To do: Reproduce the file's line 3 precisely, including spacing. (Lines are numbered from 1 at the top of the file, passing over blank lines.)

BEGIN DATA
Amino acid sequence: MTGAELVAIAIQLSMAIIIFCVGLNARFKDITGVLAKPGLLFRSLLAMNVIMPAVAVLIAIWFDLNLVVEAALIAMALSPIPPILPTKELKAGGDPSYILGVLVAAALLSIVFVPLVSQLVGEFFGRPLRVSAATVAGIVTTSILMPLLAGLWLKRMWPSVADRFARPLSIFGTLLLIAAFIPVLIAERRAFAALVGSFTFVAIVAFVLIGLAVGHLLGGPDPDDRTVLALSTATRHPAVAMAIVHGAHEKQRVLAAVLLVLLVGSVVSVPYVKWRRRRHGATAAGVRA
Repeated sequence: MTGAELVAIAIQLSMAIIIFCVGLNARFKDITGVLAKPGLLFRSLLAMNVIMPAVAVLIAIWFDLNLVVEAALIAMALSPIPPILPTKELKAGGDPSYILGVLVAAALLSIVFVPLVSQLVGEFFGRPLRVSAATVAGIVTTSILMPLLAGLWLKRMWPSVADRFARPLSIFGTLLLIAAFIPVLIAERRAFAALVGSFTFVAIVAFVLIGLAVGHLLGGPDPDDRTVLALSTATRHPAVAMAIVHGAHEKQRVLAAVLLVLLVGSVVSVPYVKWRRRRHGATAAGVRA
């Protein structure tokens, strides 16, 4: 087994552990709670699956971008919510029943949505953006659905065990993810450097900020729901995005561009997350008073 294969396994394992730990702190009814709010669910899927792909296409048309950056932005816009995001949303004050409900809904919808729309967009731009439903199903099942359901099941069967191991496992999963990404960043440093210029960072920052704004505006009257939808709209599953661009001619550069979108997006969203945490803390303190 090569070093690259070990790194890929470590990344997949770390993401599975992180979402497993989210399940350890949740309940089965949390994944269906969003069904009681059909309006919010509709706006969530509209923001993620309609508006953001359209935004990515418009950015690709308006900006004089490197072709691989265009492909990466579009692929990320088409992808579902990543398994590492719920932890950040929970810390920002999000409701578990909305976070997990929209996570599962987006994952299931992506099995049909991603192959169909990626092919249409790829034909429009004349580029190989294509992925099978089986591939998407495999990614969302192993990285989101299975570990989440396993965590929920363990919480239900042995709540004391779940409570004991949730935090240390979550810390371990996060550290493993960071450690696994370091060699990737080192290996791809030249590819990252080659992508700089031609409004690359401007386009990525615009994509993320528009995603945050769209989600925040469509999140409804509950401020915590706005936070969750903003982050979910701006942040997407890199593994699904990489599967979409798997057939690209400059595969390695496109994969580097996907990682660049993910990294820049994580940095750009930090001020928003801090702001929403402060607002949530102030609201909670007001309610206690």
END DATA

């Protein structure tokens, strides 16, 4: 087994552990709670699956971008919510029943949505953006659905065990993810450097900020729901995005561009997350008073 294969396994394992730990702190009814709010669910899927792909296409048309950056932005816009995001949303004050409900809904919808729309967009731009439903199903099942359901099941069967191991496992999963990404960043440093210029960072920052704004505006009257939808709209599953661009001619550069979108997006969203945490803390303190 090569070093690259070990790194890929470590990344997949770390993401599975992180979402497993989210399940350890949740309940089965949390994944269906969003069904009681059909309006919010509709706006969530509209923001993620309609508006953001359209935004990515418009950015690709308006900006004089490197072709691989265009492909990466579009692929990320088409992808579902990543398994590492719920932890950040929970810390920002999000409701578990909305976070997990929209996570599962987006994952299931992506099995049909991603192959169909990626092919249409790829034909429009004349580029190989294509992925099978089986591939998407495999990614969302192993990285989101299975570990989440396993965590929920363990919480239900042995709540004391779940409570004991949730935090240390979550810390371990996060550290493993960071450690696994370091060699990737080192290996791809030249590819990252080659992508700089031609409004690359401007386009990525615009994509993320528009995603945050769209989600925040469509999140409804509950401020915590706005936070969750903003982050979910701006942040997407890199593994699904990489599967979409798997057939690209400059595969390695496109994969580097996907990682660049993910990294820049994580940095750009930090001020928003801090702001929403402060607002949530102030609201909670007001309610206690």